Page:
After the Third Partition of Poland (1795), the town, with population of 1,500, became part of the Habsburg Empire, then it belonged to the Duchy of Warsaw (1809), and finally was part of the Congress Poland under Russian Empire (1815–1915). In the 19th and early 20th century, Łęczna was a small, unimportant town, located away from main roads and railways. Until 1866, it remained in private hands, and belonged to several families. Among its owners was Jan Gotlib Bloch. In 1914, before the outbreak of World War I, Łęczna was the smallest of fourteen towns of Lublin Governorate. During the war, Łęczna lost 41% of its population, as a result of evacuation, forced by Russians. Again part of Poland, after the country regained independence in 1918, administratively it was part of the Lublin Voivodeship. By 1939, its population was 4,300. In the Invasion of Poland, Łęczna was briefly captured by the Red Army (late September 1939), and then handed over by them to Nazi Germany (see Molotov–Ribbentrop Pact).
In the 1960s, rich deposits of Bituminous coal were discovered here. Construction of first coal mine (Bogdanka Coal Mine) began in the nearby village of Bogdanka in 1975. In January 1999, for the first time in history, Łęczna became the seat of a county.
Łęczna had an evident Jewish community since the 15th century and until the Holocaust, after which no Jewish community existed in town. During the second half of the second millennia Łęczna became an important Jewish center in Central Europe, hosting the Council of Four Lands for several times. By 1803, 38% of the town population were Jews. This ratio of Jews had doubled itself by 1840 into 64%. The Jewish community continued to be prominent in town until World War II, when Nazi Germany occupied the town. On January 1940, a local Judenrat was established in order to organize the Jewish life in Łęczna under Nazi restrictions. During the Holocaust, around 2,500 Jews who lived in town were sent to Sobibor extermination camp and died. The Jewish community of Łęczna had ceased to exist.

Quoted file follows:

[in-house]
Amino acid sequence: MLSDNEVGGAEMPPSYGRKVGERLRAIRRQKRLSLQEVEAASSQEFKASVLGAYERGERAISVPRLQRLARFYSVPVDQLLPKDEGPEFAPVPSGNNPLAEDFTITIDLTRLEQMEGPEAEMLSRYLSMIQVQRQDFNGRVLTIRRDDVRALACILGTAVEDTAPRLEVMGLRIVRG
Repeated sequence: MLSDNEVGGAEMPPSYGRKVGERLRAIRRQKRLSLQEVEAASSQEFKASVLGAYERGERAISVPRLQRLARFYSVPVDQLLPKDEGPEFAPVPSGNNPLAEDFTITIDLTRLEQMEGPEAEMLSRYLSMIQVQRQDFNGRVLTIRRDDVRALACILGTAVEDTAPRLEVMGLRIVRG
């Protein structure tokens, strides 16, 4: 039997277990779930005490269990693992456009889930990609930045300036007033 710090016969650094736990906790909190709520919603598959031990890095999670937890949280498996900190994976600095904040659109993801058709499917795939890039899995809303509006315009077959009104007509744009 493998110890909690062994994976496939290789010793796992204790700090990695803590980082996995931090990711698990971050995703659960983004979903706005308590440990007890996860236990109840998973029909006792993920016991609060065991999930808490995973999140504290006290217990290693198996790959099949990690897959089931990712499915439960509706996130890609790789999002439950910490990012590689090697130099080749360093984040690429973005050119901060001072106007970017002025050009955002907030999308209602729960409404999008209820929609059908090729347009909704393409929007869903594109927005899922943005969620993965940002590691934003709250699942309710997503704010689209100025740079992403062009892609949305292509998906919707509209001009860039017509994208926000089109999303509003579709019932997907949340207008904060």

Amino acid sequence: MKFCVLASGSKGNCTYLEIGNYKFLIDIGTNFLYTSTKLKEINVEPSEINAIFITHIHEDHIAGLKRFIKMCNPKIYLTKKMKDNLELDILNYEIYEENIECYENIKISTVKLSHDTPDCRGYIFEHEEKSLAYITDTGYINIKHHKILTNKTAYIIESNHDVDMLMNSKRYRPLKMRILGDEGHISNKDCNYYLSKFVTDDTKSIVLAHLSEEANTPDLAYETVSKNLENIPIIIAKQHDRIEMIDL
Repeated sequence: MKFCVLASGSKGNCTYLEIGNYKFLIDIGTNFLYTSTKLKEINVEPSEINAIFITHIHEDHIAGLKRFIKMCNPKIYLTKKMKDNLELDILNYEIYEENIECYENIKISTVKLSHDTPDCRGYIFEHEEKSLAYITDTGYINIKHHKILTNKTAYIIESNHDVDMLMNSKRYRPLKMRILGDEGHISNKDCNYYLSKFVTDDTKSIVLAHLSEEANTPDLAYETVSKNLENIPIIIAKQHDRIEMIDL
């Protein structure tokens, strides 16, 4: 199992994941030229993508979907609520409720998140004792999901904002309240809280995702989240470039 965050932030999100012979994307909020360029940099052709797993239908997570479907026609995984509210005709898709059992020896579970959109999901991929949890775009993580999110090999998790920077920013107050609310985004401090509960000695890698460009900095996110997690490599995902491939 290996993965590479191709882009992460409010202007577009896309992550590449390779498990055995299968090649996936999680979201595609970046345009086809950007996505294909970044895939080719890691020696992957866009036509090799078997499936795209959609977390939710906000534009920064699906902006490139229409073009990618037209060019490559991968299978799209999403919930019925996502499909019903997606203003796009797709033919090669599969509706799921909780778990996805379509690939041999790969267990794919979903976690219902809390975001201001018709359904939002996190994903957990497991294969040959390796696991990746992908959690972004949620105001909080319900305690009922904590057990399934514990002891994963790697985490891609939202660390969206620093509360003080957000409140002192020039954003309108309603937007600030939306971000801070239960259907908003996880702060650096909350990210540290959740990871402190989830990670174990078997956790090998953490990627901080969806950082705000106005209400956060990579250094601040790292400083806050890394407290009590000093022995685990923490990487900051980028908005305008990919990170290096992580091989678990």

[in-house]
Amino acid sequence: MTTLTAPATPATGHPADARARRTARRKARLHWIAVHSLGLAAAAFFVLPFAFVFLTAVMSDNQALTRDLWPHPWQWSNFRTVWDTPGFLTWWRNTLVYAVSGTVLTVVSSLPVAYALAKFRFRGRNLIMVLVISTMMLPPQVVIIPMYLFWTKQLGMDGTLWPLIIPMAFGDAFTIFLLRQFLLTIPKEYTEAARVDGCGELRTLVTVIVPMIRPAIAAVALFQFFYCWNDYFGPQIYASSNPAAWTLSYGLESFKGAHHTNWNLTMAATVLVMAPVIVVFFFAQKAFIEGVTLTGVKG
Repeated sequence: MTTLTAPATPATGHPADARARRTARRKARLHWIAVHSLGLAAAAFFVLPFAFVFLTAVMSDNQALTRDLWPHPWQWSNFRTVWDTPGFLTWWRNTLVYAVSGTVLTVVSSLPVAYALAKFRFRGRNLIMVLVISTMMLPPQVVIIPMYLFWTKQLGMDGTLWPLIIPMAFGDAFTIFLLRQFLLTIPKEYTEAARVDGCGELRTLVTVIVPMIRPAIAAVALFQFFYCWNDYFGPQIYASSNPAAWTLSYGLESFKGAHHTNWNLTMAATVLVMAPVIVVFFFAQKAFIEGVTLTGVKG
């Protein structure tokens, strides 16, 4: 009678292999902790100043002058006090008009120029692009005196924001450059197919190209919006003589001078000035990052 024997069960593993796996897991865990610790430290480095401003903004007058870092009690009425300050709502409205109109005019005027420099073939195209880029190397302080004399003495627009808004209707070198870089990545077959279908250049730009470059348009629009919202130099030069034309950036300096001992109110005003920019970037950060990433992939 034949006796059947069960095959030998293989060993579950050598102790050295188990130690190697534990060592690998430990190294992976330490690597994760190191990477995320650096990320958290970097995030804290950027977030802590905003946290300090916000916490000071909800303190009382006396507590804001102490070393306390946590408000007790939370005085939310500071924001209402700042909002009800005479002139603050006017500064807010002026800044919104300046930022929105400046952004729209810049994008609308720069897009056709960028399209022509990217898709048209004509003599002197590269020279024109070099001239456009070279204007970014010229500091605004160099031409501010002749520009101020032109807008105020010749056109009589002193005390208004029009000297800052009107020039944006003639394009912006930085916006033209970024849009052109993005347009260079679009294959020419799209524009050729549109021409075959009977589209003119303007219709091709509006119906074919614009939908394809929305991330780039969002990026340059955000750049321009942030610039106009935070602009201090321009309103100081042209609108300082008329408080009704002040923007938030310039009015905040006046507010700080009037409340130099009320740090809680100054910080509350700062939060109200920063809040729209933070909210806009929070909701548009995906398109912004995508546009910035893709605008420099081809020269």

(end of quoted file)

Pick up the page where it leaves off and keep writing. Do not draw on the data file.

Nowadays, a few Jewish establishments from the past still exist in town, among them the big synagogue, hosting the local museum, the small museum, hosting a local library and a Jewish cemetery.
Łęczna is located in the picturesque region known as Łęczna-Włodawa Lakeland (Pojezierze Łęczyńsko-Włodawskie). There are 68 lakes in the region, whose total area is 2,726 hectares. Furthermore, there are forests rich in birds and animals, and Polesie National Park lies a few kilometers north of the town. The Regional Museum of Łęczna, opened in 1966, is located in a 17th-century synagogue. The town also has St. Mary Magdalene church, built in 1618–1631.
Since the 1970s the town has benefited from the proximity of profitable coal mining industry. The village of Bogdanka near Łęczna was the place of the first coal mine in the whole area of the Lublin Coal Basin (Lubelskie Zagłębie Węglowe). The town has other small industries, and is regarded as the center of the coal basin
- Dziennik Wschodni: 04/26/2012, Rafał Panas
- E. Leśniewska, Bramy Czasu – żydowskie zabytki sakralne i obrzędowe, Łęczna 1999, p. 3.
- J. Wrona, Łęczna w Polsce Ludowej [in:] Łęczna..., p. 229.
- A. Chrzanowska, Opłakiwanie łęczyńskich Żydów, „Merkuriusz Łęczyński 2002”, no. 15, Łęczna 2002, p. 36
- J. Kiełboń, Z dziejów łęczyńskich Żydów, „Merkuriusz Łęczyński 1993”, Łęczna 1993, p. 6.